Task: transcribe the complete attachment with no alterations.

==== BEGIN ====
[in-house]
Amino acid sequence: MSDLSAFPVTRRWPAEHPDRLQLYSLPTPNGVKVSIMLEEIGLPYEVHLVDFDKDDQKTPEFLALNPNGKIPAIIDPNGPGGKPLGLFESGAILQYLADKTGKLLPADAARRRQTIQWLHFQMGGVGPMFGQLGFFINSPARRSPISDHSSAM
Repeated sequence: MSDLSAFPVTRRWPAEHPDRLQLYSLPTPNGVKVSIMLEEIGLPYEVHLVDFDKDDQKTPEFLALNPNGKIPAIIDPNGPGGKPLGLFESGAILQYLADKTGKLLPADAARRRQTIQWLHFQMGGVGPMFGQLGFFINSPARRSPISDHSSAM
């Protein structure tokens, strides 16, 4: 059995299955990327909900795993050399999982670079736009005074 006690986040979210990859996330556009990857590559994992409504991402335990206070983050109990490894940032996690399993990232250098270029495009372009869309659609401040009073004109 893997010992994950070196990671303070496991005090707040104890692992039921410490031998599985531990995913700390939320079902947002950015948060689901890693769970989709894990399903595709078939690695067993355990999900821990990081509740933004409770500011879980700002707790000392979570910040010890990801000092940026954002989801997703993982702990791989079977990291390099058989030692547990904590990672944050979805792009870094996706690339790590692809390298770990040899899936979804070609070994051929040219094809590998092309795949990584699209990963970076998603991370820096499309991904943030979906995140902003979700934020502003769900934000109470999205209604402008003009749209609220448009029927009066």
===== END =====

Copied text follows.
[in-house]
Amino acid sequence: MSDLSAFPVTRRWPAEHPDRLQLYSLPTPNGVKVSIMLEEIGLPYEVHLVDFDKDDQKTPEFLALNPNGKIPAIIDPNGPGGKPLGLFESGAILQYLADKTGKLLPADAARRRQTIQWLHFQMGGVGPMFGQLGFFINSPARRSPISDHSSAM
Repeated sequence: MSDLSAFPVTRRWPAEHPDRLQLYSLPTPNGVKVSIMLEEIGLPYEVHLVDFDKDDQKTPEFLALNPNGKIPAIIDPNGPGGKPLGLFESGAILQYLADKTGKLLPADAARRRQTIQWLHFQMGGVGPMFGQLGFFINSPARRSPISDHSSAM
């Protein structure tokens, strides 16, 4: 059995299955990327909900795993050399999982670079736009005074 006690986040979210990859996330556009990857590559994992409504991402335990206070983050109990490894940032996690399993990232250098270029495009372009869309659609401040009073004109 893997010992994950070196990671303070496991005090707040104890692992039921410490031998599985531990995913700390939320079902947002950015948060689901890693769970989709894990399903595709078939690695067993355990999900821990990081509740933004409770500011879980700002707790000392979570910040010890990801000092940026954002989801997703993982702990791989079977990291390099058989030692547990904590990672944050979805792009870094996706690339790590692809390298770990040899899936979804070609070994051929040219094809590998092309795949990584699209990963970076998603991370820096499309991904943030979906995140902003979700934020502003769900934000109470999205209604402008003009749209609220448009029927009066």